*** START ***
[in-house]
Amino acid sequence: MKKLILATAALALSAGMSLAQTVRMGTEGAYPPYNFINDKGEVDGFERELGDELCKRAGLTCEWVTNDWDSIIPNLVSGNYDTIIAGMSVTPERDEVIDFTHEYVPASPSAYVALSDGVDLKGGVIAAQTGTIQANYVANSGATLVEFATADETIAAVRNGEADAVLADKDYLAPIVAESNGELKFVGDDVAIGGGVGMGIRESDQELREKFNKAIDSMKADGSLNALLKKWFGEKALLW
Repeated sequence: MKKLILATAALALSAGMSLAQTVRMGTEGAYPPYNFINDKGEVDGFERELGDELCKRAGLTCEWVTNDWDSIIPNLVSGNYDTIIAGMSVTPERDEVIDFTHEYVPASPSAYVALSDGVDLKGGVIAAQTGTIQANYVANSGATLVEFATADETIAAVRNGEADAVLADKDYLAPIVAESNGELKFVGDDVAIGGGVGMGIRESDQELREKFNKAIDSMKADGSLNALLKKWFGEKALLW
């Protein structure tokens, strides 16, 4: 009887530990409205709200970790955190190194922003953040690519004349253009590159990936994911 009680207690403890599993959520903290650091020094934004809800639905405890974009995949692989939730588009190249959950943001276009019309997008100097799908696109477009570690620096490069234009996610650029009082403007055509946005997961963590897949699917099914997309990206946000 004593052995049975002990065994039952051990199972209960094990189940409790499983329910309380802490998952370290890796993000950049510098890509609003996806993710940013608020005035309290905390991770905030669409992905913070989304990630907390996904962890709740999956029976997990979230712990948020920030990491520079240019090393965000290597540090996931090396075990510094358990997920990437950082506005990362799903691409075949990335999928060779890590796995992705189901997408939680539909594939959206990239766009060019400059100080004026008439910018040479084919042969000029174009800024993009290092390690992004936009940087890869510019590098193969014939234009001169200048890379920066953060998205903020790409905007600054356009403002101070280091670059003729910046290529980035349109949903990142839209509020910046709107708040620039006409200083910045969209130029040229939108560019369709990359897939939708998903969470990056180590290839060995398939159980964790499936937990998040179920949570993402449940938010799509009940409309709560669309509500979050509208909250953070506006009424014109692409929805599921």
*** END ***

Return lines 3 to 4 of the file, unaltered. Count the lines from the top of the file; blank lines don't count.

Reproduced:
Repeated sequence: MKKLILATAALALSAGMSLAQTVRMGTEGAYPPYNFINDKGEVDGFERELGDELCKRAGLTCEWVTNDWDSIIPNLVSGNYDTIIAGMSVTPERDEVIDFTHEYVPASPSAYVALSDGVDLKGGVIAAQTGTIQANYVANSGATLVEFATADETIAAVRNGEADAVLADKDYLAPIVAESNGELKFVGDDVAIGGGVGMGIRESDQELREKFNKAIDSMKADGSLNALLKKWFGEKALLW
């Protein structure tokens, strides 16, 4: 009887530990409205709200970790955190190194922003953040690519004349253009590159990936994911 009680207690403890599993959520903290650091020094934004809800639905405890974009995949692989939730588009190249959950943001276009019309997008100097799908696109477009570690620096490069234009996610650029009082403007055509946005997961963590897949699917099914997309990206946000 004593052995049975002990065994039952051990199972209960094990189940409790499983329910309380802490998952370290890796993000950049510098890509609003996806993710940013608020005035309290905390991770905030669409992905913070989304990630907390996904962890709740999956029976997990979230712990948020920030990491520079240019090393965000290597540090996931090396075990510094358990997920990437950082506005990362799903691409075949990335999928060779890590796995992705189901997408939680539909594939959206990239766009060019400059100080004026008439910018040479084919042969000029174009800024993009290092390690992004936009940087890869510019590098193969014939234009001169200048890379920066953060998205903020790409905007600054356009403002101070280091670059003729910046290529980035349109949903990142839209509020910046709107708040620039006409200083910045969209130029040229939108560019369709990359897939939708998903969470990056180590290839060995398939159980964790499936937990998040179920949570993402449940938010799509009940409309709560669309509500979050509208909250953070506006009424014109692409929805599921």